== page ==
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Audiobooks Narrated by Daniel Houle

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LoveReading Top 10

  1. Everything You Really Need to Know About Politics: My Life as an MP Audiobook Everything You Really Need to Know About Politics: My Life as an MP
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  2. The Night She Disappeared Audiobook The Night She Disappeared
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  3. A Different Kind of Happy: The powerful fiction debut from the Sunday Times bestselling author Audiobook A Different Kind of Happy: The powerful fiction debut from the Sunday Times bestselling author
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  4. Relentless: Secrets of the Sporting Elite Audiobook Relentless: Secrets of the Sporting Elite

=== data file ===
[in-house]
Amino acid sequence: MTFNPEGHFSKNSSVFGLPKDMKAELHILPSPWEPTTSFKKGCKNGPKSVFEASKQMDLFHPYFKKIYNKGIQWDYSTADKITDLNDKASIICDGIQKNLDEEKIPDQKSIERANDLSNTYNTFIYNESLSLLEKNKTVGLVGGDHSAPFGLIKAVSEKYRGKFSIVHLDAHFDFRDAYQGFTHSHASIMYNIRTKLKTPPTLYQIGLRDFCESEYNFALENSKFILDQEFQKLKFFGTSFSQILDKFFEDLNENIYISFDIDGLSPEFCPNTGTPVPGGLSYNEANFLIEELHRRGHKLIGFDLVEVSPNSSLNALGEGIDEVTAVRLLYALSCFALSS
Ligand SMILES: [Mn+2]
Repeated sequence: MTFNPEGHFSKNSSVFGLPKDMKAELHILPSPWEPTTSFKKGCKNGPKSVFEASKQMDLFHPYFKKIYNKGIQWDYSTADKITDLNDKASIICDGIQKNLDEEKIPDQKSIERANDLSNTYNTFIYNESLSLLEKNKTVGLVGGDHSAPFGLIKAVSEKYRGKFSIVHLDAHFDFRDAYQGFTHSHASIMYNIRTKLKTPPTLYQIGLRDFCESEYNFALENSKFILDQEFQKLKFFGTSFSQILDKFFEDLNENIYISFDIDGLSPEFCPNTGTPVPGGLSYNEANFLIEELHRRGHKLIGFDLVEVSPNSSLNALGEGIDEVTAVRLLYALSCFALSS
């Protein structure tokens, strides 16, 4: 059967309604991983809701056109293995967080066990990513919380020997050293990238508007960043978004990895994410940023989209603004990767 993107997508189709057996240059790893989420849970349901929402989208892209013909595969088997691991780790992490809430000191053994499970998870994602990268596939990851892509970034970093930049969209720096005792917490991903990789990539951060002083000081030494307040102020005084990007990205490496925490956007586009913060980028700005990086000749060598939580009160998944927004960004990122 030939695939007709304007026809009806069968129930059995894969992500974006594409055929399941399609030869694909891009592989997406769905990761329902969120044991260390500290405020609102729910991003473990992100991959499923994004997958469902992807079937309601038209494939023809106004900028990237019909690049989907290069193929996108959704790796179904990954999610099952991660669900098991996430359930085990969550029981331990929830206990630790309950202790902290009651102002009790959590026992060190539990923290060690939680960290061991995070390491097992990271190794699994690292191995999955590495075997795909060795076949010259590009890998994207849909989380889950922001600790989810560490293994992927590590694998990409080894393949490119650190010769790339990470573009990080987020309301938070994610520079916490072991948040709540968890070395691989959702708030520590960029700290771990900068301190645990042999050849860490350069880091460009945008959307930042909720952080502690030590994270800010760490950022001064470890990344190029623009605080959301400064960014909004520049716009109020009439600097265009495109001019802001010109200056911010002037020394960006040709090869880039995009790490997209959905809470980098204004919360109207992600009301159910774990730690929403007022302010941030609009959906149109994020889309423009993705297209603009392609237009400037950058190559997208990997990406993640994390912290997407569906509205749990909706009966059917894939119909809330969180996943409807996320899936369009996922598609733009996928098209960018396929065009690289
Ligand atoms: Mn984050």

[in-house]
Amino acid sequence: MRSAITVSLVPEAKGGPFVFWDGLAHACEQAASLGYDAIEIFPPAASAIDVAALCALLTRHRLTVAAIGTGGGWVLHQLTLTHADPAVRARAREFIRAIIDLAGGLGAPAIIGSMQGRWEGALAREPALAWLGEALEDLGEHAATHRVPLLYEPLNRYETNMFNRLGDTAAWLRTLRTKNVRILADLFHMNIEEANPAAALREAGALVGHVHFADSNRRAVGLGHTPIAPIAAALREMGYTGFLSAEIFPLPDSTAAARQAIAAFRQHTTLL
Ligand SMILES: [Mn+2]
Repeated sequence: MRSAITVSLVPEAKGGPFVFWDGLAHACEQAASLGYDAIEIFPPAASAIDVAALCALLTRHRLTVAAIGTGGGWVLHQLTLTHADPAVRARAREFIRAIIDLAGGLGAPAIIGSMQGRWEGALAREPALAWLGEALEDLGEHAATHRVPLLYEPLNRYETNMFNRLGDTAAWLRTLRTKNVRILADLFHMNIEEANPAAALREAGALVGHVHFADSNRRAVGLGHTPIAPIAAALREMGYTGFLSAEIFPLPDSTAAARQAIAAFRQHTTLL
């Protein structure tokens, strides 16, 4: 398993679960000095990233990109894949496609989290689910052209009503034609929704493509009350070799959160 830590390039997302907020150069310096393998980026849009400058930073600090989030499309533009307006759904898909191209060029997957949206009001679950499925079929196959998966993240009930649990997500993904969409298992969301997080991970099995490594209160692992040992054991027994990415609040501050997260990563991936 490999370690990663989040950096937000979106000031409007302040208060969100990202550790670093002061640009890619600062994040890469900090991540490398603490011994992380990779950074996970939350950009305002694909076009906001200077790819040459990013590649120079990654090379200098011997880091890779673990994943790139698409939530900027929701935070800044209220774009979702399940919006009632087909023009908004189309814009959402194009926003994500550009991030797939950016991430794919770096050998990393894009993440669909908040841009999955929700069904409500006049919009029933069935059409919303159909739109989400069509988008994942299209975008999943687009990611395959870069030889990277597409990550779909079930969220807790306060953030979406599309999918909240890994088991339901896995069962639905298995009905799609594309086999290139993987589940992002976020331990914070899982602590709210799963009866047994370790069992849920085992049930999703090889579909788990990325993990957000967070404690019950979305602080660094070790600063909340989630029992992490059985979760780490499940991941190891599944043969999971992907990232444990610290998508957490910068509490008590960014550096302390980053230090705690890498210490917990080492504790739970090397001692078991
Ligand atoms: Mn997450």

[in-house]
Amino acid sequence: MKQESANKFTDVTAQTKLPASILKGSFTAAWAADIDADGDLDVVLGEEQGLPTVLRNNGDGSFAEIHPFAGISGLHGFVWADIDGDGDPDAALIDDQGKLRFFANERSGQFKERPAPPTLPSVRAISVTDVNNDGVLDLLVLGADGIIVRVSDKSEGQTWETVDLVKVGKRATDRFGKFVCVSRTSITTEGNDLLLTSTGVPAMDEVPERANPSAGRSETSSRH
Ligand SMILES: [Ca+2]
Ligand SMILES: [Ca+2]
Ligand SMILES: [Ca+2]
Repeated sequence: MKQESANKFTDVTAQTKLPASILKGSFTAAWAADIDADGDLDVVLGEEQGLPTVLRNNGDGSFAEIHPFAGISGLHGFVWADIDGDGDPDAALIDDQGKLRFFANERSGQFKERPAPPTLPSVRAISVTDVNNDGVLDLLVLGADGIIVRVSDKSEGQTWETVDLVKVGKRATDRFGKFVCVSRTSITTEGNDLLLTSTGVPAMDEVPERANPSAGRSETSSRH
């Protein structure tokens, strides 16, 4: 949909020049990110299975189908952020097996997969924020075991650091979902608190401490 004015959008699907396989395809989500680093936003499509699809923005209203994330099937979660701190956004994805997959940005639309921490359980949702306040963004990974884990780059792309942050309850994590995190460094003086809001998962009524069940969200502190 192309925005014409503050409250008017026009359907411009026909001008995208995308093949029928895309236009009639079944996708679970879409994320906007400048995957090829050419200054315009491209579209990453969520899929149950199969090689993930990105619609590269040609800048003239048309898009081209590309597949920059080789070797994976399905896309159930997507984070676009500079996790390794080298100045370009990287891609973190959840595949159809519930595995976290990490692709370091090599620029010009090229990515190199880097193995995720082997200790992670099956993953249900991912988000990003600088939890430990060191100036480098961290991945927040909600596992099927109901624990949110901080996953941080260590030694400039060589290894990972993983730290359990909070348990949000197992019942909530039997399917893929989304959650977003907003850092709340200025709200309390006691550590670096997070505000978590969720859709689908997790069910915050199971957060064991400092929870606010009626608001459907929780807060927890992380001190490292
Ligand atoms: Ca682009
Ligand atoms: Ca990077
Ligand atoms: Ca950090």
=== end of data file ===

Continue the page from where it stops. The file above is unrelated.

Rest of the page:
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  5. The White Ship: Conquest, Anarchy and the Wrecking of Henry I’s Dream Audiobook The White Ship: Conquest, Anarchy and the Wrecking of Henry I’s Dream
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  6. Healing Is the New High: A Guide to Overcoming Emotional Turmoil and Finding Freedom Audiobook Healing Is the New High: A Guide to Overcoming Emotional Turmoil and Finding Freedom
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  7. Yours Cheerfully Audiobook Yours Cheerfully
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  8. She Who Became the Sun Audiobook She Who Became the Sun
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  9. Nine Lives Audiobook Nine Lives